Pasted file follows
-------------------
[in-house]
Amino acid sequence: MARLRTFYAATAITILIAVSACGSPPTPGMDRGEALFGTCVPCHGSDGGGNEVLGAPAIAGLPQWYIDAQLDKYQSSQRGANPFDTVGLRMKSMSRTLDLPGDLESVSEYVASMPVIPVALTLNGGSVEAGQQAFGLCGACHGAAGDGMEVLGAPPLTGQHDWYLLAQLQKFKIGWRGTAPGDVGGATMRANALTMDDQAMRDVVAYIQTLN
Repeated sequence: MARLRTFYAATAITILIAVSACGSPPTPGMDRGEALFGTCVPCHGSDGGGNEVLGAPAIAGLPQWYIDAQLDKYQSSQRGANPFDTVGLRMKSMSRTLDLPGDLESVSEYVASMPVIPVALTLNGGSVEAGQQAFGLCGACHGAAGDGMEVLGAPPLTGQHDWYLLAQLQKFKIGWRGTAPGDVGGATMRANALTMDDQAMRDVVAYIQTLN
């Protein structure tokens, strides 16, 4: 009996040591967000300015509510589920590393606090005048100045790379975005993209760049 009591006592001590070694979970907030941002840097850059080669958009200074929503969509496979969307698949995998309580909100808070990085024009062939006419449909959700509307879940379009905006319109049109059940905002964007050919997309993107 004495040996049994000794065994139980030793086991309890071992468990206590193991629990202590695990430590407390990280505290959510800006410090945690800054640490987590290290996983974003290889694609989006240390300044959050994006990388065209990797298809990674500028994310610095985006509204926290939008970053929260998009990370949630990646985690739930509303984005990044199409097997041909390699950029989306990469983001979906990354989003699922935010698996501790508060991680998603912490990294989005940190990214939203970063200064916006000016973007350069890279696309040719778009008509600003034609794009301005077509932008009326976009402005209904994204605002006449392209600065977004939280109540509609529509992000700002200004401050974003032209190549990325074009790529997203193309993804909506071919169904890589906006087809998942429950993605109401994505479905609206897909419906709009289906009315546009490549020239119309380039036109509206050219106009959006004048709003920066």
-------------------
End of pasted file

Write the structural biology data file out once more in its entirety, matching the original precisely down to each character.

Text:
[in-house]
Amino acid sequence: MARLRTFYAATAITILIAVSACGSPPTPGMDRGEALFGTCVPCHGSDGGGNEVLGAPAIAGLPQWYIDAQLDKYQSSQRGANPFDTVGLRMKSMSRTLDLPGDLESVSEYVASMPVIPVALTLNGGSVEAGQQAFGLCGACHGAAGDGMEVLGAPPLTGQHDWYLLAQLQKFKIGWRGTAPGDVGGATMRANALTMDDQAMRDVVAYIQTLN
Repeated sequence: MARLRTFYAATAITILIAVSACGSPPTPGMDRGEALFGTCVPCHGSDGGGNEVLGAPAIAGLPQWYIDAQLDKYQSSQRGANPFDTVGLRMKSMSRTLDLPGDLESVSEYVASMPVIPVALTLNGGSVEAGQQAFGLCGACHGAAGDGMEVLGAPPLTGQHDWYLLAQLQKFKIGWRGTAPGDVGGATMRANALTMDDQAMRDVVAYIQTLN
């Protein structure tokens, strides 16, 4: 009996040591967000300015509510589920590393606090005048100045790379975005993209760049 009591006592001590070694979970907030941002840097850059080669958009200074929503969509496979969307698949995998309580909100808070990085024009062939006419449909959700509307879940379009905006319109049109059940905002964007050919997309993107 004495040996049994000794065994139980030793086991309890071992468990206590193991629990202590695990430590407390990280505290959510800006410090945690800054640490987590290290996983974003290889694609989006240390300044959050994006990388065209990797298809990674500028994310610095985006509204926290939008970053929260998009990370949630990646985690739930509303984005990044199409097997041909390699950029989306990469983001979906990354989003699922935010698996501790508060991680998603912490990294989005940190990214939203970063200064916006000016973007350069890279696309040719778009008509600003034609794009301005077509932008009326976009402005209904994204605002006449392209600065977004939280109540509609529509992000700002200004401050974003032209190549990325074009790529997203193309993804909506071919169904890589906006087809998942429950993605109401994505479905609206897909419906709009289906009315546009490549020239119309380039036109509206050219106009959006004048709003920066």